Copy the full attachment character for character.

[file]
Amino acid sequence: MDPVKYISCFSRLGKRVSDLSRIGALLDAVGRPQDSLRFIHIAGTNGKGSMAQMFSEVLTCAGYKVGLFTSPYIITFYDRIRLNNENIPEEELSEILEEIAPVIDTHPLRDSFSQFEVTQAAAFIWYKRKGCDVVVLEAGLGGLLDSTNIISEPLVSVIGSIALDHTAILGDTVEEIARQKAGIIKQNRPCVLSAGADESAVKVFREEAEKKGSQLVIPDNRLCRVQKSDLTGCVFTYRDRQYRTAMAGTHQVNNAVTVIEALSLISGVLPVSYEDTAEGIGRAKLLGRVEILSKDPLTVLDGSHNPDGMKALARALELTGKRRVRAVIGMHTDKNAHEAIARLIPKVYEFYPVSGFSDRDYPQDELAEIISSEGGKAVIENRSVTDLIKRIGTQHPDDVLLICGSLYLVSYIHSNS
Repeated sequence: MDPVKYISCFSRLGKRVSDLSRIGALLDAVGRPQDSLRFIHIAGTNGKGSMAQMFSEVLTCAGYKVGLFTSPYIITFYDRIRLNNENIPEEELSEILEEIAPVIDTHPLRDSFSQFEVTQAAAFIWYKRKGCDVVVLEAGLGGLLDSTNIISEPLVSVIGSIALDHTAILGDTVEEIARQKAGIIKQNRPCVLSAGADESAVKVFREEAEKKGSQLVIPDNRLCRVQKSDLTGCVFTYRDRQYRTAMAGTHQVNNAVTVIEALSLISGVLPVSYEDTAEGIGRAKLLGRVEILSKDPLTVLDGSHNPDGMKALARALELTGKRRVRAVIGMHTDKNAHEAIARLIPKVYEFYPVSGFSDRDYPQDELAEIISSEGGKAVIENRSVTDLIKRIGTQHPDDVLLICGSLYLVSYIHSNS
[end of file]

Amino acid sequence: MDPVKYISCFSRLGKRVSDLSRIGALLDAVGRPQDSLRFIHIAGTNGKGSMAQMFSEVLTCAGYKVGLFTSPYIITFYDRIRLNNENIPEEELSEILEEIAPVIDTHPLRDSFSQFEVTQAAAFIWYKRKGCDVVVLEAGLGGLLDSTNIISEPLVSVIGSIALDHTAILGDTVEEIARQKAGIIKQNRPCVLSAGADESAVKVFREEAEKKGSQLVIPDNRLCRVQKSDLTGCVFTYRDRQYRTAMAGTHQVNNAVTVIEALSLISGVLPVSYEDTAEGIGRAKLLGRVEILSKDPLTVLDGSHNPDGMKALARALELTGKRRVRAVIGMHTDKNAHEAIARLIPKVYEFYPVSGFSDRDYPQDELAEIISSEGGKAVIENRSVTDLIKRIGTQHPDDVLLICGSLYLVSYIHSNS
Repeated sequence: MDPVKYISCFSRLGKRVSDLSRIGALLDAVGRPQDSLRFIHIAGTNGKGSMAQMFSEVLTCAGYKVGLFTSPYIITFYDRIRLNNENIPEEELSEILEEIAPVIDTHPLRDSFSQFEVTQAAAFIWYKRKGCDVVVLEAGLGGLLDSTNIISEPLVSVIGSIALDHTAILGDTVEEIARQKAGIIKQNRPCVLSAGADESAVKVFREEAEKKGSQLVIPDNRLCRVQKSDLTGCVFTYRDRQYRTAMAGTHQVNNAVTVIEALSLISGVLPVSYEDTAEGIGRAKLLGRVEILSKDPLTVLDGSHNPDGMKALARALELTGKRRVRAVIGMHTDKNAHEAIARLIPKVYEFYPVSGFSDRDYPQDELAEIISSEGGKAVIENRSVTDLIKRIGTQHPDDVLLICGSLYLVSYIHSNS